"Nicole Phelps’ innovative study recovers an overlooked relationship that offers a penetrating insight into the transformation of international governance and diplomatic protocol across the long 19th century. Her richly textured account of the United States-Habsburg relationship "demonstrates the international and transnational aspects of the construction of sovereignty" … Both international and transnational in approach, Phelps’ study is a highly calibrated examination worthy of a place on the shelves of European and American historians alike. This is a rare, non-Anglo-American account of the transatlantic transformation of international society between the end of the Napoleonic and First World Wars. Phelps unfolds a finely textured and detailed image of a tangled and complex interconnection that should prompt historians to reconsider the way in which the legitimacy of international order was asserted, reinforced, and eventually, dismantled."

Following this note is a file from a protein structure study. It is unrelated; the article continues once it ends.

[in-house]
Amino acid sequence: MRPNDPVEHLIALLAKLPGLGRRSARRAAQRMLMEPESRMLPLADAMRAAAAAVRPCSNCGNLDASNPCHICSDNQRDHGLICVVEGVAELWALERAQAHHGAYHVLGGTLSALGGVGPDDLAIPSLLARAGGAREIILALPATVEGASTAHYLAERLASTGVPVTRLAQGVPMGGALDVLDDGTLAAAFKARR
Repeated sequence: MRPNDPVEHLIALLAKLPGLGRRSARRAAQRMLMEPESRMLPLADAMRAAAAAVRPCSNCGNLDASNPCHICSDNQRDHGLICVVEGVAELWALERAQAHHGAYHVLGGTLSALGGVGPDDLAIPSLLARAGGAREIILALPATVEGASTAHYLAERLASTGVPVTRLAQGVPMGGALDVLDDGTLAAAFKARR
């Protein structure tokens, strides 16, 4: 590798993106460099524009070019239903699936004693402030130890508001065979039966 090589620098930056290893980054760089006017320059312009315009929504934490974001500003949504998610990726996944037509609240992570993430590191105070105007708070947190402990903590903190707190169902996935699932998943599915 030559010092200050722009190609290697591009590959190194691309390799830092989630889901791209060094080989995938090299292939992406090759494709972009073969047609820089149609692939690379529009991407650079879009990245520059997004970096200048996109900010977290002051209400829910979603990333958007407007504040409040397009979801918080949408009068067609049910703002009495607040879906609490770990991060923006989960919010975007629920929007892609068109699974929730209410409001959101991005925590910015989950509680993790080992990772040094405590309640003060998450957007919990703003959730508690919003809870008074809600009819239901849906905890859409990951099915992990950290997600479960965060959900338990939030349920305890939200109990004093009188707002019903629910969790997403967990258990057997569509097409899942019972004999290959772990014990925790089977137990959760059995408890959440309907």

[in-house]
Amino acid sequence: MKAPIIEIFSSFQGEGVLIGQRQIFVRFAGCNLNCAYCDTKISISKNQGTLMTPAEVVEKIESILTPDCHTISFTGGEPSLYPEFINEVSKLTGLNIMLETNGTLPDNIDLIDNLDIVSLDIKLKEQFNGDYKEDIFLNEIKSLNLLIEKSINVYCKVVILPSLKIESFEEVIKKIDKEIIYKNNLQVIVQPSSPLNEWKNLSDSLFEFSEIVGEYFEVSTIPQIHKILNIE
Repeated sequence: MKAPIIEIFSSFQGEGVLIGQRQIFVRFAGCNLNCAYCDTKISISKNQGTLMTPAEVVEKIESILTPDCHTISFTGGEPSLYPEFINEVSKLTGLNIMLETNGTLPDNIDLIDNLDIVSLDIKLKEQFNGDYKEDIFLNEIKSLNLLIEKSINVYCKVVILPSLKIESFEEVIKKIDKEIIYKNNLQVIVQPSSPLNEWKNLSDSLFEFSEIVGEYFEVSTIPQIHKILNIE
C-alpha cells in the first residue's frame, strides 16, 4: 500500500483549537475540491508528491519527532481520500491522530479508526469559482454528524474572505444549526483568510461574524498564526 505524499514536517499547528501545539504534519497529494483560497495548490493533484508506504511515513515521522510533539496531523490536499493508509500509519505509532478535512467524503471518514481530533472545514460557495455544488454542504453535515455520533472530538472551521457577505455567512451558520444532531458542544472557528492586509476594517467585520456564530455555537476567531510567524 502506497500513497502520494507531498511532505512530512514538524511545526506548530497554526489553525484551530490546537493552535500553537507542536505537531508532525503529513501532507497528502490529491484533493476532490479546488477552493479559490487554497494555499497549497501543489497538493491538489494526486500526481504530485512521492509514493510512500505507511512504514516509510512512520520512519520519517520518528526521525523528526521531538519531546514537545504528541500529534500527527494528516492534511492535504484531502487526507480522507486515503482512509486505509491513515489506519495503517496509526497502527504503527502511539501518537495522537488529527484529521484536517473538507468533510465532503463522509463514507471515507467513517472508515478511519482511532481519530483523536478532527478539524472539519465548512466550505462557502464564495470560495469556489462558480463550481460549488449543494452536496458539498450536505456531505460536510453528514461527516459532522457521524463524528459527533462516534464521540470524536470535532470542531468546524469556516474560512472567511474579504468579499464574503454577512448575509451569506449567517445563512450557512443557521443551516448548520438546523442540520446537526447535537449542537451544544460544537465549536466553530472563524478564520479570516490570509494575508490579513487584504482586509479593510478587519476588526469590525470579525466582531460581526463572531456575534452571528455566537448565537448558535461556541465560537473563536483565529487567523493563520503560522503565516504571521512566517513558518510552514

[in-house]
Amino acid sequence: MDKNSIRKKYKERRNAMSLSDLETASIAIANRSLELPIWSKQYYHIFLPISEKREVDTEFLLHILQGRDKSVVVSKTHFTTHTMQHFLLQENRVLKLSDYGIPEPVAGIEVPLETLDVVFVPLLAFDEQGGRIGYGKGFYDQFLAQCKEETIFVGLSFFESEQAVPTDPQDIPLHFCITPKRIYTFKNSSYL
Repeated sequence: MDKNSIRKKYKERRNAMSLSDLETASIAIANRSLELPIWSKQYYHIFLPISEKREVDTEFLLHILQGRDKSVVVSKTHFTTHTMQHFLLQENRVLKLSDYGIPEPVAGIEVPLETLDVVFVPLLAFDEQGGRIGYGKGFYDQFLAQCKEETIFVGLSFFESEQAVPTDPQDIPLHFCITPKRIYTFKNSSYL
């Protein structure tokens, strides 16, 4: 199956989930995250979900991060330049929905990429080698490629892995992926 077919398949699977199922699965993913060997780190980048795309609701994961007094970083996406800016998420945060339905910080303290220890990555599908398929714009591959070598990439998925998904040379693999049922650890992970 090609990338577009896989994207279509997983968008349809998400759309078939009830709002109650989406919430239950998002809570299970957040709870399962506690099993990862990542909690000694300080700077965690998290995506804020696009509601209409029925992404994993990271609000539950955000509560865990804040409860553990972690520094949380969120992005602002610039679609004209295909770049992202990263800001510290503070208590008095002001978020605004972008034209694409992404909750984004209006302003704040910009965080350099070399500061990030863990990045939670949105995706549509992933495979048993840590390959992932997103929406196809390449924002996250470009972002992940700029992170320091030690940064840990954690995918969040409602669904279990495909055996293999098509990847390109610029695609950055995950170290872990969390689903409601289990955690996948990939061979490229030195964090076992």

Stephen Tuffnell, Reviews in History
"… highlights how US racism led not only to the mistreatment of Austro-Hungarian immigrants, but also to the delegitimization and ultimate dissolution of the mutliethnic Habsburg monarchy … Highly recommended. Upper-division undergraduates and above."
C. Ingrao, Choice
"Phelps provides a refreshing reminder that diplomacy during the nineteenth century mattered … [this is] an overdue introduction to the diplomatic interaction between the United States and the Habsburg Empire during the nineteenth century."
Niels Eichhorn, The Journal of American History